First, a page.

The Dirt on the Farm: Midsummer’s Dirt

We are nearing mid summer and already into week 7 of the CSA season. The year just seems to be flying by. Our staff has settled into a rhythm and the members are starting to get a feel for their pick up sights. Fruit season is upon us and our first delivery of cherries will be delivered this week. Here in the office we are starting to get the hang of the new technology that is being used to manage all of the member accounts. We are hard at work adapting and creating changes in our systems so that we can continue to offer the abundance and support that our members have come to expect. But, just as we start to get used to things, the seasons begin to shift and we have to open ourselves to something new.

Traditionally, this is the time of year when agrarian cultures celebrated the abundance coming from the fields. The first grains were starting to be harvested and bread and beer was crafted. At the same time, it was the beginning of the shorter days as the sun’s power began to fade. All too soon winter would be upon the people, so diligent preparation would be key for surviving that cold dead season.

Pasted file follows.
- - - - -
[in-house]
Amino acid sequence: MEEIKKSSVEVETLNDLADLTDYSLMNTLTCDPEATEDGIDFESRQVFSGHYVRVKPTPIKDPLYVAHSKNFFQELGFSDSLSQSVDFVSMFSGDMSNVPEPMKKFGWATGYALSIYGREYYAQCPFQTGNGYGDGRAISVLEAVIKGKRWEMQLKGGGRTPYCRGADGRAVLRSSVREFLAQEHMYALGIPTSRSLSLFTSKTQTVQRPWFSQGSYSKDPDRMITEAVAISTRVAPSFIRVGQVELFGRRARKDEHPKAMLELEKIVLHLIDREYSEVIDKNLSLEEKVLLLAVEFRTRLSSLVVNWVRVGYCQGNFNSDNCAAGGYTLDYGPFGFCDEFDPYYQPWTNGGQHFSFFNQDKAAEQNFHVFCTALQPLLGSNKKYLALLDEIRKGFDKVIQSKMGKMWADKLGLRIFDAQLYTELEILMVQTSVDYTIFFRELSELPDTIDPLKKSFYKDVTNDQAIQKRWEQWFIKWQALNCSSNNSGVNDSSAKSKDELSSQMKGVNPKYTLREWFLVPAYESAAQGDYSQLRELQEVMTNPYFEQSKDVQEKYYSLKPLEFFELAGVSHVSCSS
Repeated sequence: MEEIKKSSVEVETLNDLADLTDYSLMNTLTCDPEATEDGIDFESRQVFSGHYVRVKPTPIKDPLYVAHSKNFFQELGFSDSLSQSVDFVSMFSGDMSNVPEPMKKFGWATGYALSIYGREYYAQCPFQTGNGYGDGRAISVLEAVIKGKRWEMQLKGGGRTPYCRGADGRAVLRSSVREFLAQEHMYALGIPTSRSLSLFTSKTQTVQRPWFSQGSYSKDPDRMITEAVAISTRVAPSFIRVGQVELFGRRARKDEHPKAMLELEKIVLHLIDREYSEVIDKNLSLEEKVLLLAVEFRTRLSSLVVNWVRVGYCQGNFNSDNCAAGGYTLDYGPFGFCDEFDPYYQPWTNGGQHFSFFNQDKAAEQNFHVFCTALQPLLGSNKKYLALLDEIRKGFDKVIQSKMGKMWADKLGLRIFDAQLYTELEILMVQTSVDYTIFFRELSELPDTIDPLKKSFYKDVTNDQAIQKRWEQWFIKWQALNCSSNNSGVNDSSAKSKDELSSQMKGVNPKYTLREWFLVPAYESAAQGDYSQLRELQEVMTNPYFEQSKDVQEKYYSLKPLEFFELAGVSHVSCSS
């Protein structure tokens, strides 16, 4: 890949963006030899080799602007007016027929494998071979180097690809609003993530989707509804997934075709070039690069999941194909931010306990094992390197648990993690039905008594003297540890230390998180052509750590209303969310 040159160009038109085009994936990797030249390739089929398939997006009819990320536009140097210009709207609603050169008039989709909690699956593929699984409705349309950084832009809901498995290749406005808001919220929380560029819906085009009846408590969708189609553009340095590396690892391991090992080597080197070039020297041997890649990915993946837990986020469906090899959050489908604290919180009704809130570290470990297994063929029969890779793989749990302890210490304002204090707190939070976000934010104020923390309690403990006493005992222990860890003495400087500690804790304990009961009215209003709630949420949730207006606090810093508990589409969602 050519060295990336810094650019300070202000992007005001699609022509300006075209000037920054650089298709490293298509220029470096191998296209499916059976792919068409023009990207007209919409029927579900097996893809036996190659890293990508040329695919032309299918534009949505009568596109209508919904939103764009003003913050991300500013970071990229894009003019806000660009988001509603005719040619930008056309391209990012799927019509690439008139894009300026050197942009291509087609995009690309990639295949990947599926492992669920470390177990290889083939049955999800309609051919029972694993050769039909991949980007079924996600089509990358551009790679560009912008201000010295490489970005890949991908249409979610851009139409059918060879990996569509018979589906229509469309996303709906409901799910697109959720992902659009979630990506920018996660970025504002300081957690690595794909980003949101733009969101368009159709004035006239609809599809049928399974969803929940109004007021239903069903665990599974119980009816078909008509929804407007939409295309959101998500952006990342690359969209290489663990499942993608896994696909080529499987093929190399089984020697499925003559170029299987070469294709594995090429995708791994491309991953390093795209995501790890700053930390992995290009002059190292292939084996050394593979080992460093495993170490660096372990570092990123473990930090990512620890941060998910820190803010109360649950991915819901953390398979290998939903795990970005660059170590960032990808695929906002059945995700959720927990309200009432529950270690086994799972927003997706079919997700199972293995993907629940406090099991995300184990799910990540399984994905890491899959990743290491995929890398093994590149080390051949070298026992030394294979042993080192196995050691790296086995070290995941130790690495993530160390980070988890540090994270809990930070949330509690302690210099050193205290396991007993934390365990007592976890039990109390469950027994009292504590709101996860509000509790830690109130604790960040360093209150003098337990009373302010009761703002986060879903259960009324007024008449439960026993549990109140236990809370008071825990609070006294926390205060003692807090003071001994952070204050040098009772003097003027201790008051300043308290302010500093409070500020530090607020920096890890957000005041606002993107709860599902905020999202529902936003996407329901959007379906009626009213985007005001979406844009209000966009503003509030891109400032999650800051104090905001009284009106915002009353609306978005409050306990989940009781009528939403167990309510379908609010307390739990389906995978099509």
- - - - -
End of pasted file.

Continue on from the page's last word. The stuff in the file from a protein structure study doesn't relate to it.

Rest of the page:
Grain was the primary harvest back then and the most sacred of the seeds. Here on the farm, we start thinking about canning and preserving fruits and veggies. We also start to see the storage crops, like squash and potatoes, showing signs of readiness. Nuts will soon start falling from the trees. In this preparation, people remember and honor the continuation of life and death unfolded through each season every year. The grains that don’t make it into a basket or loaf of bread, and the crops or weeds that go to seed, will drop potential new life into the Earth. Those sacred seeds hold the secret to life for generations to come, for they birth the next generation.

This time of year, we might think about what needs to be sacrificed to make room for new life. On the farm, we harvest the corn and the plant dies, but we have seeds that will carry on and make new life. Seeds that sustain us and give us life. This is one of nature’s great lessons that has spoken loudly to me over the last few years. Letting go of things is important in life. If we are to make room for something new, if we wish to transition into a new cycle, we must first let something go. Becoming aware of this and consciously making these choices has helped me to transition more smoothly into new stages of life, such as new jobs, new relationships, and new projects.

For me, observing the seasons brought real truth to the words “to everything there is a season”. Every year, as summer begins to wane, I am reminded of the constant change in life. I am grateful for the role that each season has, as it encourages me to let go of what is no longer needed. What will I sacrifice this year? What seeds might I be going to drop? What preparations do I still need to make for the short and long term? These are the questions that start rolling through my mind as we enter mid summer. Enjoy this season and the food that comes with it.